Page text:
Blackhawks

Hawk Talk: Sweet pre-holiday treats

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Hawk Talk: Sweet pre-holiday treats

Monday, Dec. 20, 2010
4:48 PM

By Chris Boden
CSNChicago.com

Go up and down the Blackhawks' lineup, Friday and Sunday. Every player played better than they had over the previous week. The proof is now out there, on tape, for how good this team is capable of being, and that's without Marian Hossa, Patrick Kane, and Viktor Stalberg. Now, it's all about doing that for every game, and not just talking about doing it. If they do, this team will be just fine.

Duncan Keith and Brent Seabrook came into the weekend against the Wings and Kings a combined minus-14. They were a combined plus-6 in the two victories. Jonathan Toews had three more points to give him 13 over his last nine games. Bryan Bickell has been answering the call with eight points over his last seven. Troy Brouwer - who had one goal in his first 21 games came into WingsKings with eight over his previous dozen. He may not have collected a point, but was a plus-3, dished out 11 hits and was a disrupting influence in front of Jimmy Howard and Jonathan Quick. Matter of fact, the Hawks as a whole played with a chip on their shoulder - 34 hits Friday and another 35 Sunday. They sacrificed - 24 blocked shots Friday, and 22 Sunday. They were smart - facing one short-handed situation all weekend. When you're penalty-kill is struggling, that helps. That PK should get an assist with the return of Fernando Pisani, the arrival of Ryan Johnson, and the level-raising play of Dave Bolland lately, offensively too.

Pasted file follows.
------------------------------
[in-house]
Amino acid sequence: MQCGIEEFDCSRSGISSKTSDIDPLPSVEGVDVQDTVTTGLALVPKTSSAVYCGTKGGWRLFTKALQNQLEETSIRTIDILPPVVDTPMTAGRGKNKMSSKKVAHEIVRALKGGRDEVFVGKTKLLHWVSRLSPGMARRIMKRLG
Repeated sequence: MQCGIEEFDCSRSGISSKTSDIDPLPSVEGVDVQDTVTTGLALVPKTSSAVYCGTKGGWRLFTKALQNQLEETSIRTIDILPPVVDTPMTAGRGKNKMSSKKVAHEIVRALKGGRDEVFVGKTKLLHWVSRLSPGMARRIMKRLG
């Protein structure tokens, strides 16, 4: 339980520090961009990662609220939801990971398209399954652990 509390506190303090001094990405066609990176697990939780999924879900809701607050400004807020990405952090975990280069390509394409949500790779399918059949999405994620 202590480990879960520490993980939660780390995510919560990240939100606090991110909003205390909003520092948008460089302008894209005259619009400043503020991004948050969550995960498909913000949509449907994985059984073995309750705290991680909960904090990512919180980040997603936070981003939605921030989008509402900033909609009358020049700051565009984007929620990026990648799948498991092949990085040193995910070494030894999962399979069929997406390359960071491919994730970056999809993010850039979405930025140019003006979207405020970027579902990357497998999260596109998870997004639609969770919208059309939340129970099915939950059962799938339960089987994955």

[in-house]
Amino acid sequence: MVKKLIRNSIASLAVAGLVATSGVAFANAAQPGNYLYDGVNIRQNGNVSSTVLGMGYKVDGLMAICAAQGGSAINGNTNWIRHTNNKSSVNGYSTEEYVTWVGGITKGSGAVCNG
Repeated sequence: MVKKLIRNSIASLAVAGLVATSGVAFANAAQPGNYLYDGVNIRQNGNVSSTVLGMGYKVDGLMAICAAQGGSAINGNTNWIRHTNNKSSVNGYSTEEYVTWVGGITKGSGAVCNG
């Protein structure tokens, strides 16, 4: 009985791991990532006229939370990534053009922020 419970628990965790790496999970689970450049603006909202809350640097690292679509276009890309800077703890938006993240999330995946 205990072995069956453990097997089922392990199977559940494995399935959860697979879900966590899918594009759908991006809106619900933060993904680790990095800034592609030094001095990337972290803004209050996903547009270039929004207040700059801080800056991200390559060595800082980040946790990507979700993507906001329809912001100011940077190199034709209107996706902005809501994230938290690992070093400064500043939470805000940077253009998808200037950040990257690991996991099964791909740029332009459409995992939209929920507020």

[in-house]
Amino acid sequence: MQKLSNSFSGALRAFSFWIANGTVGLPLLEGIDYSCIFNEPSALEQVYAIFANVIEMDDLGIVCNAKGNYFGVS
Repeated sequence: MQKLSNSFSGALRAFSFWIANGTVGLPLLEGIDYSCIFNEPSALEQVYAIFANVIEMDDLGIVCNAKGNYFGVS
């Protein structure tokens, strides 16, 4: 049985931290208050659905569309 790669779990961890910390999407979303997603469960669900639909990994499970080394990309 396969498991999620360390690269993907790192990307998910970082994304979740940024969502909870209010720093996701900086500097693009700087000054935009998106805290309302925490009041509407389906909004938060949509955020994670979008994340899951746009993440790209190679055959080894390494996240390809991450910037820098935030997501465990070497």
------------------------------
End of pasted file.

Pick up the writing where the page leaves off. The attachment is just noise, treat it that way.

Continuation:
Encouraging signs, but Joel Quenneville wasn't ready to declare anything after the win over L.A. He's seen signs before, only to see lapses follow. It's about high-level consistency, which has eluded just about every team around the league heading into the holidays. The competition and balance is stiff, as any day-by-day glance at the conference standings will show you. A couple of flat efforts has teams scrambling to recover, and no matter how they play from this point on - some earlier missed opportunities will already force the Hawks to scramble once the games-played numbers even out. We asked the head coach before Sunday's game whether Friday was the team's best 60-minute effort of the season, and said it probably came down to that one and the 7-1 victory in Vancouver. He's been preaching during his three years it's all about defensive effort, responsibility and execution. That's what we saw this weekend, along with some wonderful goaltending from Corey Crawford.